Coming to the decision that you need a divorce is painful, scary, and overwhelming. The way the media portrays divorce doesn’t help!

Your divorce proceedings don’t have to be that way. There are couples who have peaceful divorces and minimize the pain for all parties.

Learn eight ways to copy their success below.

1. Keep Blame Out of It

Having a divorce on good terms is hard, but it’s impossible if you put blame into the equation. If one partner feels like they have less control or that they’re being gypped in proceedings, feelings will get (extra) hurt.

While one person’s actions may have initiated your split, do your best to see and discuss your decision as mutual. If you can take your ego out of the mix, you’ll have a better chance of peaceful divorce.

2. Find a Counselor

In simple terms, a divorce is a rejection. The rejection of you as a partner, of your partner or the life you’ve built together.

Even if you came to divorce as a mutually beneficial solution, it can still cause emotional pain. If this pain goes untreated or undiscussed, it comes out as bitterness or anger during divorce proceedings.

You’ll be much more likely to have a peaceful divorce if you have someone who can talk through your feelings with you. While it’s nice to talk with friends, a professional can give you unbiased advice and techniques.

If you’ve worked with a couples counselor before, they’re a great person to go to. Ask them if they’d do a private session.

3. Find the Right Lawyer

Though it seems counter-intuitive, friendly divorces aren’t common. So many divorce attorneys won’t expect you to go this route. Clarify that you’re trying to keep things peaceful when you initially reach out.

Most people find their lawyers by recommendation, but it’s good to consider up to three attorneys.

Call three choices, on the initial conversation ask them about the type of client they usually represent. If they cater to big-money cases or name drop, that’s not the type.

If they seem on board, follow up and ask about their rates. Some lawyers charge a retainer fee, which is like a deposit for their services.

After they reveal their rates, compare them to the other quotes you’ve heard. Or google the median lawyer rate in your area.

Once you’ve actively compared all your choices, go with your gut. Even if they’re a little out of your price range or they are number two on your, your rapport matters.

4. Write Out Your Non-Negotiables

With your lawyer and away from your spouse, write out the things you aren’t willing to compromise. This may be a list of assets or that you want the kids to do Christmas with your mom.

Rank these non-negotiables on a list of importance, knowing that you may have to give on a few.

Once you have a list you feel good about, compare it with your spouses. Most likely you’ll see items that are important to each of you, like keeping the kids lives as unchanged as possible.

5. Don’t “Stay For the Kids”

There are many parents who put up with an unhappy marriage because they think it’ll be better for the kids. However, the opposite is true.

Though divorce has effects on children, seeing their parents consistently unhappy or living in a high-conflict household does more harm.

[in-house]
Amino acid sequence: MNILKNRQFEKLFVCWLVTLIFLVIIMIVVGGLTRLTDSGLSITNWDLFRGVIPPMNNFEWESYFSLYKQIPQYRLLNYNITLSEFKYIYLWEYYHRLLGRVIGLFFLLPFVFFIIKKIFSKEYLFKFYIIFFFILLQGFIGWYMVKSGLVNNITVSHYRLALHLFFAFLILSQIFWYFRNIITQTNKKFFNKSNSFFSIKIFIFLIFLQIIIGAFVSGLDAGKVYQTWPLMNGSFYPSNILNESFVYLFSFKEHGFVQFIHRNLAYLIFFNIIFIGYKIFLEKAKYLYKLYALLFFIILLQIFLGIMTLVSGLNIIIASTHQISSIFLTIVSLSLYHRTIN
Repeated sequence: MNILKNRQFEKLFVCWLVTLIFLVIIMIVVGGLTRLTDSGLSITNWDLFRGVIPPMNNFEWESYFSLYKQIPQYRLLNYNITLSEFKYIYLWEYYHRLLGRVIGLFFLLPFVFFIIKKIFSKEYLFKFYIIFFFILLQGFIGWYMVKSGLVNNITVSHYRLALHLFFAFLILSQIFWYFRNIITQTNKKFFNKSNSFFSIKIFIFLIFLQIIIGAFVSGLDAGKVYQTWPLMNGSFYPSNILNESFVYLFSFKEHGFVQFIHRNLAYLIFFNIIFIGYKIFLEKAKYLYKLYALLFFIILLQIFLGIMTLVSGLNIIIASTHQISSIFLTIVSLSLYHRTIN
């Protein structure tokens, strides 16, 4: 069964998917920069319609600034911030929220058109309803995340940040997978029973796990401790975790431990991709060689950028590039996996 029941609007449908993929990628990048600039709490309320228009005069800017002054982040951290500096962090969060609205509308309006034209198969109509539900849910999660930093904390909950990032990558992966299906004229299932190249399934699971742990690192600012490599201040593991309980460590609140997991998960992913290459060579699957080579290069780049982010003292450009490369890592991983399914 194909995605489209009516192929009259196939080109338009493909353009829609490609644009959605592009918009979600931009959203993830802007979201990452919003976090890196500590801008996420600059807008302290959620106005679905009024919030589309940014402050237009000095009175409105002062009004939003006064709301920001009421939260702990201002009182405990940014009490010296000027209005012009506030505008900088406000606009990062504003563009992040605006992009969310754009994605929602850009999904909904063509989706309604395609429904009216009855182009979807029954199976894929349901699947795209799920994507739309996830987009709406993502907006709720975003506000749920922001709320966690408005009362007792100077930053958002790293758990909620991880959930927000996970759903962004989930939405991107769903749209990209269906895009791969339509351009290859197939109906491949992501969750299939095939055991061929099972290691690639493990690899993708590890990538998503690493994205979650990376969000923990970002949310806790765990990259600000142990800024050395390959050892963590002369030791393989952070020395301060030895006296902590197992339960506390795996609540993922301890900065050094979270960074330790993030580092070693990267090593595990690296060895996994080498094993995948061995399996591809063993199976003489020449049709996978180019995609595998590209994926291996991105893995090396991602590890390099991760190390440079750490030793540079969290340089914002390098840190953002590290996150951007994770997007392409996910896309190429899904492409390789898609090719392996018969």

Seeing an unhealthy marriage gives children warped expectations for their eventual love life.

6. Incorporate Co-Parenting Into Your Divorce

When you’re setting the terms of your peaceful divorce, ask yourself “how can we ensure as much equal parenting time as possible?”.

Let go of the idea that one parent “gets” the kids. That creates envy, anger, and disparity.

Instead, look at options that keep the resemblance of the family as normal as possible. Can you and your ex have family dinners with the kids once a week?

If your kids are old enough, you could ask them for co-parenting ideas. Ask them how they’d like to see your co-parenting arrangement go. You’d be surprised at the depth of their insight.

If they’re too young, ask your attorney for their ideas. Do your research and read a few books on the subject before finalizing any decisions.

Letting the kids see you having an amicable divorce will reduce some of their pain and suffering.

7. Create Safe Spaces in The Community

Depending on how long you were married, your social circles may overlap with your soon-to-be ex. This may be a lot for you to handle in the early days, even in a friendly divorce.

Find a community space where you don’t have to think about your ex. This can be a church group, a group of coworkers or workout partners.

Having a divorce-free space will help you in creating your new, separated life.

8. Find a Hobby

While this seems like oversimplified advice, it will save you a lot of sanity. During and after the divorce, you’ll need to redefine part of your identity.

For a long time you were ____’s partner and though that didn’t define you, it’s going to take some adjustment to get used to.

Finding a hobby that you like and thrive with is a way to find a new identity. Maybe now you’re the artist or the star tennis player. When choosing your hobby, it’s best to go down one of two roads.

Either find a hobby that’s soothing like knitting or one that gets aggression out like kickboxing. You’ll know what’s right for you.

The Key to A Peaceful Divorce

At the end of the day, the key to a peaceful divorce is looking at the big picture. The best article on the internet or the best lawyer in the world can’t make a divorce hurt less.

When everything is hard or you’re getting frustrated in mediation, remember why you’re doing this. It may be for you, for the kids, or so you can embark on a new part of your life.

Our lawyers will do their best to help remind you of that along the way. Talk to our attorneys about your impending friendly divorce and see how easy we can make the process.